Yu Xuanji, the Poet
Updated: Feb 7, 2019
Yu Hsuan-chi was born in 844 in Tang Dynasy China. Her and her family lived in Chang’an, a vibrant city that was the eastern terminus of the silk road. At twelve or thirteen, the precocious Yu had dalliances with sons of civil-servant nobility, students who came to Chan’an to receive their education. Yu, whose father was a craftsman, was invested in her own upward mobility; she therefore actively pursued these boys. When she shared her poetry with the young men she had relations with, they quickly recognized her literary talents. She was showered with gifts by her lovers, in exchange of which she would have sex with them.
Yu Hsuan-chi’s poems are still read and analysed in the schools and universities of China. In her later teens, Yu dated a student from a wealthy family who convinced her to move to his province, despite his parents having arranged for him to marry a girl with good social standing. Yu therefore became a second wife. She was deeply dissatisfied with the restrictions of her position; she was prohibited from travelling, and socializing with people other than her husband and in-laws, whom she found stuffy and intellectually uninteresting, was forbidden. After a year and a half of isolation, she fled to a taoist convent populated by widows, former sex workers, and separated women.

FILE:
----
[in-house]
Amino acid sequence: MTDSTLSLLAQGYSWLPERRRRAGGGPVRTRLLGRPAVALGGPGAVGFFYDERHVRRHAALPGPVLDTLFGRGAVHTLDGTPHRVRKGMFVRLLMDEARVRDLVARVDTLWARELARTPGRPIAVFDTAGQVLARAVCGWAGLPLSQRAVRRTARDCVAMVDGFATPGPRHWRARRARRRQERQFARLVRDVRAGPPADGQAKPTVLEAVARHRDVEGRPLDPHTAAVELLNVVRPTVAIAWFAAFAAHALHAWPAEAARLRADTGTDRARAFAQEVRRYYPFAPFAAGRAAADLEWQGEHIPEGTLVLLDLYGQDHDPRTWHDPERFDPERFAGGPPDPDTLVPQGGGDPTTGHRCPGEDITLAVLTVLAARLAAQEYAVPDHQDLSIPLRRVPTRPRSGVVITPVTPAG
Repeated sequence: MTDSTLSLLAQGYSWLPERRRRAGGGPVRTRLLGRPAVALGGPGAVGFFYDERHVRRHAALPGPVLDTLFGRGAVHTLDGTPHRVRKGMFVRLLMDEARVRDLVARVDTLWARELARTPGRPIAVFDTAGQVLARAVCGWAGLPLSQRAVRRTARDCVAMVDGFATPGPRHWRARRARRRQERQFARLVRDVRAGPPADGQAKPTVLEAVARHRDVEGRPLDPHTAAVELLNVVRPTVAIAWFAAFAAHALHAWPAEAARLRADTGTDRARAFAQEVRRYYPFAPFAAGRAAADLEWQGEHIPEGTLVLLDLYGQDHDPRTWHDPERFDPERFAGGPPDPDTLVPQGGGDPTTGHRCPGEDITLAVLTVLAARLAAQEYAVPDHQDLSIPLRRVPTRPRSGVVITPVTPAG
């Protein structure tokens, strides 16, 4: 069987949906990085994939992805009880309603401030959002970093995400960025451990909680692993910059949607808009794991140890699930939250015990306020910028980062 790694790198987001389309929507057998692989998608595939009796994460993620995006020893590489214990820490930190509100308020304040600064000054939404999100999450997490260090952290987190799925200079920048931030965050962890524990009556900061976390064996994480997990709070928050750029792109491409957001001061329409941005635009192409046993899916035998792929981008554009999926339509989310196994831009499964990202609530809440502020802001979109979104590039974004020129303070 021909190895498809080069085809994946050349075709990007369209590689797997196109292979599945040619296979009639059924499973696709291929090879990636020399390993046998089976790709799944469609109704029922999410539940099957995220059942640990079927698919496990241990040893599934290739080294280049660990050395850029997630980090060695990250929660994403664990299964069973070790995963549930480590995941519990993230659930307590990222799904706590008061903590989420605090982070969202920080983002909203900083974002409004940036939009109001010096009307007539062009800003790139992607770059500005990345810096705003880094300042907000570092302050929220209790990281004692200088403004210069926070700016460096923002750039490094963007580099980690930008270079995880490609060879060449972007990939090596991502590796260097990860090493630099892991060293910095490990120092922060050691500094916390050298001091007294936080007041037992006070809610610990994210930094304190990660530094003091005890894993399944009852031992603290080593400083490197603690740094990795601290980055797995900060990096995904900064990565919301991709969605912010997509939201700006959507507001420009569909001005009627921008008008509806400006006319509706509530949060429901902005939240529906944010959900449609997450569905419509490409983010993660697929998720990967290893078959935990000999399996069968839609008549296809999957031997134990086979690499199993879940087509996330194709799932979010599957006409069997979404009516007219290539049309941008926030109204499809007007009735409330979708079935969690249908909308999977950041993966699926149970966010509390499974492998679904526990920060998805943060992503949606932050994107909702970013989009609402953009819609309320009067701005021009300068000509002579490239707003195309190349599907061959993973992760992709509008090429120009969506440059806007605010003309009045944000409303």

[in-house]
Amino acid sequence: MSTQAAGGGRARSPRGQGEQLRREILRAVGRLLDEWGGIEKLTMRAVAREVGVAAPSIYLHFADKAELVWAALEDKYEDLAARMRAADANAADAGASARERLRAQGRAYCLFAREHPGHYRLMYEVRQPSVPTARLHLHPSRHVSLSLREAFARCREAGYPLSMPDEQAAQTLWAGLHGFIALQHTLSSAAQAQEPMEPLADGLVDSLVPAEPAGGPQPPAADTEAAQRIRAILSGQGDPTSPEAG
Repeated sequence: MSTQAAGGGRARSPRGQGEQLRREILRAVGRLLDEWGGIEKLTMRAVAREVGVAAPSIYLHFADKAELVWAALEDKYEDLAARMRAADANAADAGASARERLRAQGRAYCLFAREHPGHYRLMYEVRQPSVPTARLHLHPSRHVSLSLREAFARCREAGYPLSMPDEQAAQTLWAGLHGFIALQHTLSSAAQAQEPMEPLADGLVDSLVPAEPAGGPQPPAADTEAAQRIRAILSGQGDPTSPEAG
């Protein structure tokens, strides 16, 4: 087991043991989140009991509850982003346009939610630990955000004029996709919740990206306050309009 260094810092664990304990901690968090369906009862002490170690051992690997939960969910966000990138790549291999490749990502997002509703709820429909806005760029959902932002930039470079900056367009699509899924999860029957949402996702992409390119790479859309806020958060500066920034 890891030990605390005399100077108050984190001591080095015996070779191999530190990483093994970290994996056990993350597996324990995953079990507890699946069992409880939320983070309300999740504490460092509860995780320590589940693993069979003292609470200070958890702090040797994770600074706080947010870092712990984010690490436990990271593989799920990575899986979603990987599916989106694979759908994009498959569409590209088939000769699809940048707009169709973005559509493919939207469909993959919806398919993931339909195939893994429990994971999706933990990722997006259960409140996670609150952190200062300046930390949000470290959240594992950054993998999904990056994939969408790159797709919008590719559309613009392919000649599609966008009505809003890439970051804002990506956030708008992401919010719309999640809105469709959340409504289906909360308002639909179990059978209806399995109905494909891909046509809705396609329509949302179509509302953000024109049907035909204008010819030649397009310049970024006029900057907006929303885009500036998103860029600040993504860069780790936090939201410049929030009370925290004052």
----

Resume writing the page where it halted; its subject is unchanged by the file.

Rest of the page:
The occupants of Taoist nunneries were known for their lavish consumption of wine. At the time, since alcohol was scare, the ability to drink large quantities of wine was a status symbol. Yu Hsuan-chi, who often won drinking competitions against men, developed the high-class reputation of knowing how to hold her liquor.
After two years,Yu left the nunnery to travel across the empire with her new lover, the renowned poet Wen T’ing-yun. She kept writing, and her new liberty led her to become a poet highly celebrated by the Chinese literary intellectual class.
At the time, Chinese wives from good families were expected to ignore the arts, to be discreet and humble, to stay at home at all time and to not be seen in public with their husbands. On the opposite side of the spectrum, the company of highly educated courtesans were seen as a status symbol, and powerful Chinese men competed to be seen in public with the most prestigious and eloquent sex workers. Thanks to her wit and literary genius, Yu became one of the most sought after courtesans of her day.
She was charming and brilliant, but she also enjoying pitting men against each other and publicly humiliating one by comparing his sexual prowess to other’s . At 27, she was accused, convicted, and sentenced to death for beating a servant girl to death. Some say that former clients, who had felt publicly humiliated by Yu’s sharp wit, had decided to take revenge on the courtesan by falsely accusing her of this crime.